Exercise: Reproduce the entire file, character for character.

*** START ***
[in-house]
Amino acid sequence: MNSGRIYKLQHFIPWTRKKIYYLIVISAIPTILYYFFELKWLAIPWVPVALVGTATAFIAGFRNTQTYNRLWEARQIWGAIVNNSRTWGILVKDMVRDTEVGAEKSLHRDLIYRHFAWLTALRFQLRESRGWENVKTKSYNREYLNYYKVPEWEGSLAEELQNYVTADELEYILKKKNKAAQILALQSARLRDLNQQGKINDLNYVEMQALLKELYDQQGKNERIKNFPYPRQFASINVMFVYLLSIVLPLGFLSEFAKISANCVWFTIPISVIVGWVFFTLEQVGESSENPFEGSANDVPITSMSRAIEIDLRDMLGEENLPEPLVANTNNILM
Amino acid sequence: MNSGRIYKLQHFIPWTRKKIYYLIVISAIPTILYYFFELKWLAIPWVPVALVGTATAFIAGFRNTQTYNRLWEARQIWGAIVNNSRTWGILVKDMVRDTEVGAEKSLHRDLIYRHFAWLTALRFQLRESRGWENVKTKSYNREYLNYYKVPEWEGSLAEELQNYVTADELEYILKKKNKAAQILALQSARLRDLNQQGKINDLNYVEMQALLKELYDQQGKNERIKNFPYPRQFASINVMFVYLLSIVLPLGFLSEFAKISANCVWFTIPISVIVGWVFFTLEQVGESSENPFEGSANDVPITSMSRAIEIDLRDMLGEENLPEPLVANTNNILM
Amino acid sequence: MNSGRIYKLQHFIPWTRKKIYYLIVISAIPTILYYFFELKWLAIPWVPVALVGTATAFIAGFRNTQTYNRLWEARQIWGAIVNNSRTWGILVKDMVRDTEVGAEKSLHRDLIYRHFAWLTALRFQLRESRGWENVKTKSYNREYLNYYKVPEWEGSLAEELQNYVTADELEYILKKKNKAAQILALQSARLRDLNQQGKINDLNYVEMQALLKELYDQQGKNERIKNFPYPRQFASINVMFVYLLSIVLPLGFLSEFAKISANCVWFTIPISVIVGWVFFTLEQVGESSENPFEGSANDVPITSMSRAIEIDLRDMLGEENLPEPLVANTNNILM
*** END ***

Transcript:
[in-house]
Amino acid sequence: MNSGRIYKLQHFIPWTRKKIYYLIVISAIPTILYYFFELKWLAIPWVPVALVGTATAFIAGFRNTQTYNRLWEARQIWGAIVNNSRTWGILVKDMVRDTEVGAEKSLHRDLIYRHFAWLTALRFQLRESRGWENVKTKSYNREYLNYYKVPEWEGSLAEELQNYVTADELEYILKKKNKAAQILALQSARLRDLNQQGKINDLNYVEMQALLKELYDQQGKNERIKNFPYPRQFASINVMFVYLLSIVLPLGFLSEFAKISANCVWFTIPISVIVGWVFFTLEQVGESSENPFEGSANDVPITSMSRAIEIDLRDMLGEENLPEPLVANTNNILM
Amino acid sequence: MNSGRIYKLQHFIPWTRKKIYYLIVISAIPTILYYFFELKWLAIPWVPVALVGTATAFIAGFRNTQTYNRLWEARQIWGAIVNNSRTWGILVKDMVRDTEVGAEKSLHRDLIYRHFAWLTALRFQLRESRGWENVKTKSYNREYLNYYKVPEWEGSLAEELQNYVTADELEYILKKKNKAAQILALQSARLRDLNQQGKINDLNYVEMQALLKELYDQQGKNERIKNFPYPRQFASINVMFVYLLSIVLPLGFLSEFAKISANCVWFTIPISVIVGWVFFTLEQVGESSENPFEGSANDVPITSMSRAIEIDLRDMLGEENLPEPLVANTNNILM
Amino acid sequence: MNSGRIYKLQHFIPWTRKKIYYLIVISAIPTILYYFFELKWLAIPWVPVALVGTATAFIAGFRNTQTYNRLWEARQIWGAIVNNSRTWGILVKDMVRDTEVGAEKSLHRDLIYRHFAWLTALRFQLRESRGWENVKTKSYNREYLNYYKVPEWEGSLAEELQNYVTADELEYILKKKNKAAQILALQSARLRDLNQQGKINDLNYVEMQALLKELYDQQGKNERIKNFPYPRQFASINVMFVYLLSIVLPLGFLSEFAKISANCVWFTIPISVIVGWVFFTLEQVGESSENPFEGSANDVPITSMSRAIEIDLRDMLGEENLPEPLVANTNNILM